This film is no exception, it’s a sort of feature Six Feet Under. Death, grieving, denial (and the rest of the stages) are at the core of its plot. The three interconnected stories are set in the sticks of the provincial Russia, providing an almost post-Apocalyptic setting. Very appropriate for a film that is, essentially, about life and death. People die – the ones they leave behind live, for better or for worse.
Sigarev provides a sure-handed and appropriate visual style for it. The cinematography, the editing-both can be described as “meditative Eisenstein”, with the principle of “montage of attractions” skillfully used here-images freely and organically follow each other. A very beautiful and worthy downer.
23. Hard to Be God (2013) Dir. by Alexey German
Arkady and Boris Strugatsky, the giants of Russian science fiction, have been both blessed and cursed by cinema. Their deep and philosophical parables have attracted the attention of the best Russian filmmakers, who in turn made some of the most artistic and stunning films out of them-“Roadside Picnic” became Tarkovsky’s Stalker, “Definitely Maybe” – Sokurov’s Days of Eclipse, and now Alexey German has finally adapted their, perhaps, best-known work.
Unfortunately for the bros., these filmmakers are also known for their own unique artistic visions, and in process have almost unrecognizably changed the source material. This adaptation, at least, kept the original title, but completely reworked the overall mood and message. The original story takes place on a planet populated by the exact same people as us, just in a different stage of development. The historians from our enlightened planet come here to study the historical process.
This planet is still in the medieval times, with all the associated cruelties. To the advanced earthlings, who at times feel like Gods, the hardest challenge is to maintain the academic detachment and practice non-interference, the dilemmas that face the story’s hero, Don Rumata.
German takes the story and presents it in a completely different way (from the original material-he actually used those same stylistics since the 70’s). Here, the bright hope is all but eliminated, and the screen often drowns in dirt, blood, viscera, and other ungainly fluids, made somewhat more bearable by the silvery BW stock.
The imagery is straight out of Bosch, with Goya thrown in for good measure. German’s meticulousness is legendary, and every piece of prop, every nail seem authentic. That’s also the reason why the film took 6 years to shoot, and 6 more to be completed, with the director dying just as it was. For those not faint of heart, a rewarding medieval, visual, and philosophical experience.
Other works: see all. Trial on the Road (1971), Twenty Days Without War (1986), My Friend Ivan Lapshin (1984), Khrustalyov, My Car! (1998)-all bear German’s striking touch.
24. The Role (2013) Dir. by Konstantin Lopushansky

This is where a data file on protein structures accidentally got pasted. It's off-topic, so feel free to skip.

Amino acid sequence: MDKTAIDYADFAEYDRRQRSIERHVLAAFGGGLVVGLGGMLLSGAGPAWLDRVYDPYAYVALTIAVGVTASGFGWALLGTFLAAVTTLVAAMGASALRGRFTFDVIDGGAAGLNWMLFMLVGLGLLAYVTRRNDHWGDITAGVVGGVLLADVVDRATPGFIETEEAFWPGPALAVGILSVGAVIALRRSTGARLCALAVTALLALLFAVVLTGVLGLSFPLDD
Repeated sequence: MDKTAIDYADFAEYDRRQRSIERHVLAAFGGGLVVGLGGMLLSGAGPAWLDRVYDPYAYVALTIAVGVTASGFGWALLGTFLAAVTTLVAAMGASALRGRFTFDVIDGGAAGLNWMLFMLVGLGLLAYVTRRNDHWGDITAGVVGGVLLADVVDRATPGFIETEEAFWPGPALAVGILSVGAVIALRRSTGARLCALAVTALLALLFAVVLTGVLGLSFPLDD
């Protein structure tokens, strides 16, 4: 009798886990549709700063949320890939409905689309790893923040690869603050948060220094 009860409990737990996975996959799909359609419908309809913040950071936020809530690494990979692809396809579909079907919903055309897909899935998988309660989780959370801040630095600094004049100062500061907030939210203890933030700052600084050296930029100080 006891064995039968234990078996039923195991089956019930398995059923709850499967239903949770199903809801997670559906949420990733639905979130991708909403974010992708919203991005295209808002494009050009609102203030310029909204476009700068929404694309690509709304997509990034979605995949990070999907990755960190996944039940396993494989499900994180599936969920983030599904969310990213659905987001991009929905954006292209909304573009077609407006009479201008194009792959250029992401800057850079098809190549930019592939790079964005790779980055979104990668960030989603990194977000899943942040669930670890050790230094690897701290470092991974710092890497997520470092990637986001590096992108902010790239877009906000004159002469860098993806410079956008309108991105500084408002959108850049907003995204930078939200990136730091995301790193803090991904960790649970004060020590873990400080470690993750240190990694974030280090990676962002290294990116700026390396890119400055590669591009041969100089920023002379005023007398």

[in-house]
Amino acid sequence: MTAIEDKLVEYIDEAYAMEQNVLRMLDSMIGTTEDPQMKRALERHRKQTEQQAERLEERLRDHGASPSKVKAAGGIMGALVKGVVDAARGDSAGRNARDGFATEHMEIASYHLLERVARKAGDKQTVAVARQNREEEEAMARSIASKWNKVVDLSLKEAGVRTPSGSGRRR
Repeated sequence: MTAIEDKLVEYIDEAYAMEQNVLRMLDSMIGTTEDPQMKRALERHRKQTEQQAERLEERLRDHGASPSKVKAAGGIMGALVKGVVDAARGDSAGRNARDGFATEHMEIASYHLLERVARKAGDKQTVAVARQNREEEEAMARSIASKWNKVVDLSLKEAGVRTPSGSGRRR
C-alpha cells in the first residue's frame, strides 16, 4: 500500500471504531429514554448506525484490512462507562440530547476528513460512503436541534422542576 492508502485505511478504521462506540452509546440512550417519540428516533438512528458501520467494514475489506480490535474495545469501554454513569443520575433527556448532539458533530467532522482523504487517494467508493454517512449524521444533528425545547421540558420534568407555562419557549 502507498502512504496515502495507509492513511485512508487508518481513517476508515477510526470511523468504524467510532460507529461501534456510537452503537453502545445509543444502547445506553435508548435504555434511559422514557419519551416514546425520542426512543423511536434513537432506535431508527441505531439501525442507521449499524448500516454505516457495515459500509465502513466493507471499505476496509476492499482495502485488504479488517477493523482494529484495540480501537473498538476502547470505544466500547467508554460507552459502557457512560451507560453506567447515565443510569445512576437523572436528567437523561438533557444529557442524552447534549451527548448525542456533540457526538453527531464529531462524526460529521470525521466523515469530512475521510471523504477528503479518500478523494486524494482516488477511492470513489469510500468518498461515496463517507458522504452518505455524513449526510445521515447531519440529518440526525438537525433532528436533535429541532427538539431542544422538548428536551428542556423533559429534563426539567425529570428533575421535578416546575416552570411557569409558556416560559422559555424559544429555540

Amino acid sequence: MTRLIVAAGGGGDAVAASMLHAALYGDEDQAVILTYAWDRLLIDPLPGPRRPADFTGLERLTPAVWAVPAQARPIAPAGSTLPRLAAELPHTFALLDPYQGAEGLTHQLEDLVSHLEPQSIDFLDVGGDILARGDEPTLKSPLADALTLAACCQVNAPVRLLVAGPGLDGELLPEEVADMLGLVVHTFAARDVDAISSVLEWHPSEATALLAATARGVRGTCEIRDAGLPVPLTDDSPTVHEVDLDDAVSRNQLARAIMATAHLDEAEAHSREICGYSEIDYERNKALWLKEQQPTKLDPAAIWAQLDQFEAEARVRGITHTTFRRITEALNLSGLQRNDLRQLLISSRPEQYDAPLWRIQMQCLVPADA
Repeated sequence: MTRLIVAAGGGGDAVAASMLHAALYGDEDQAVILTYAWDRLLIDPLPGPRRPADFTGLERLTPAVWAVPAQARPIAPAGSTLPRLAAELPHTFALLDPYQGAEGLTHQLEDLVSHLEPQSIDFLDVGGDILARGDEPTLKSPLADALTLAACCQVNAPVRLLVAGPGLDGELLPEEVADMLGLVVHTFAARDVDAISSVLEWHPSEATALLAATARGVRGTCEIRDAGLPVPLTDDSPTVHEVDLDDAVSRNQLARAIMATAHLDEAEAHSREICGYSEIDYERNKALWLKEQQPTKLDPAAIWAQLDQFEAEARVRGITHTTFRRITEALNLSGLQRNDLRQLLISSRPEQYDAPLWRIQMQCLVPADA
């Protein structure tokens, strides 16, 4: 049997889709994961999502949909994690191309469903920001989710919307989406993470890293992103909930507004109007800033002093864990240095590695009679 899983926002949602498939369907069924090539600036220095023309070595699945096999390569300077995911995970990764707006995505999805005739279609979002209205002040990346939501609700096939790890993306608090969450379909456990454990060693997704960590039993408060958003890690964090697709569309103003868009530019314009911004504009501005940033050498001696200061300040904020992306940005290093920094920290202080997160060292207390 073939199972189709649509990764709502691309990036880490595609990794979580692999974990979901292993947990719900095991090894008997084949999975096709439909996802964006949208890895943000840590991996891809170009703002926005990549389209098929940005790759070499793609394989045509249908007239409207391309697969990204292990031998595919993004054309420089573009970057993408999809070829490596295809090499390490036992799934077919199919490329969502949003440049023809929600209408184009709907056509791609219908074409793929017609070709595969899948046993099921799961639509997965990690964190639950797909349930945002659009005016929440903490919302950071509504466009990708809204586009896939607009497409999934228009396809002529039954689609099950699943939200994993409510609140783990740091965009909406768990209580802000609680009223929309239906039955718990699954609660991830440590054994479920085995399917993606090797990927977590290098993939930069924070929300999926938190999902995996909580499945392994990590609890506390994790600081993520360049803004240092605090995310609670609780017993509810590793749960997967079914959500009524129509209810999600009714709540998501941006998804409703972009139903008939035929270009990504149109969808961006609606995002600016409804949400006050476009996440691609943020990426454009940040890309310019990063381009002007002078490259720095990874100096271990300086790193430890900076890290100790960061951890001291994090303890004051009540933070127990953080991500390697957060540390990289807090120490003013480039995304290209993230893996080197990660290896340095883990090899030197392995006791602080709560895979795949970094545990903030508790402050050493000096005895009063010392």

Although Aleksandr Sokurov is widely recognized as Tarkovsky’s heir apparent, Lopushansky is his most apt student and follower, ever since his days as the production assistant on The Stalker. Being a St. Petersburg-based artist, from the city of little sun, white nights, and dark alleys, he takes the melancholy to the next level.
This film is his best post-Soviet work. Conceptually similar to Roberto Rossellini’s General Della Rovere, it takes place in the Petrograd of the 1917 Revolution. An actor from the Silver Age of Russian culture desperately wants to take his craft to the next level, to the real world. His wish comes true when it turns out that he is a doppelganger of the Red Army commander that almost executed him.
Lopushansky’s films were always marked by almost symphonic measure and rhythm, and this one is no exception. The striking monochromatic look makes the implausible almost believable, while also creating the moods of both involvement and detachment. An engaging and gorgeous-looking film, proudly continuing both St. Petersburg and Tarkovsky traditions.
Other works: best ones were made in the late Soviet times-Dead Man’s Letters (1986), Visitors to the Museum (1989). Of the Russian-era ones, The Russian Symphony (1994) and The Ugly Swans (2006).
25. Test (2014) Dir. by Aleksandr Kott
A visual poem that came out of nowhere. Prior, the director made several decent, yet decidedly mainstream movies. And then-this. A dialogue-free story of a love triangle at the remote village somewhere in Kazakhstan, it successfully continues the fine traditions of Eisenstein, Dovzhenko, and Paradjanov. Who needs words when the otherworldly images and music explain everything much better?
The attention to detail and the inspired pace will make one forget about words and gain a new appreciation for the power of images. And Kott really doesn’t invent anything new here-the principles of filming he uses are the same the above-mentioned masters used-frame, shoot, edit, repeat as necessary. Any further descriptions are simply unnecessary.
Author Bio: Leo Poroshin is a Russian-born aspiring writer/director (film and theatre), residing in Michigan. He enjoys life, and, naturally, the arts, as they are one of life’s best manifestations.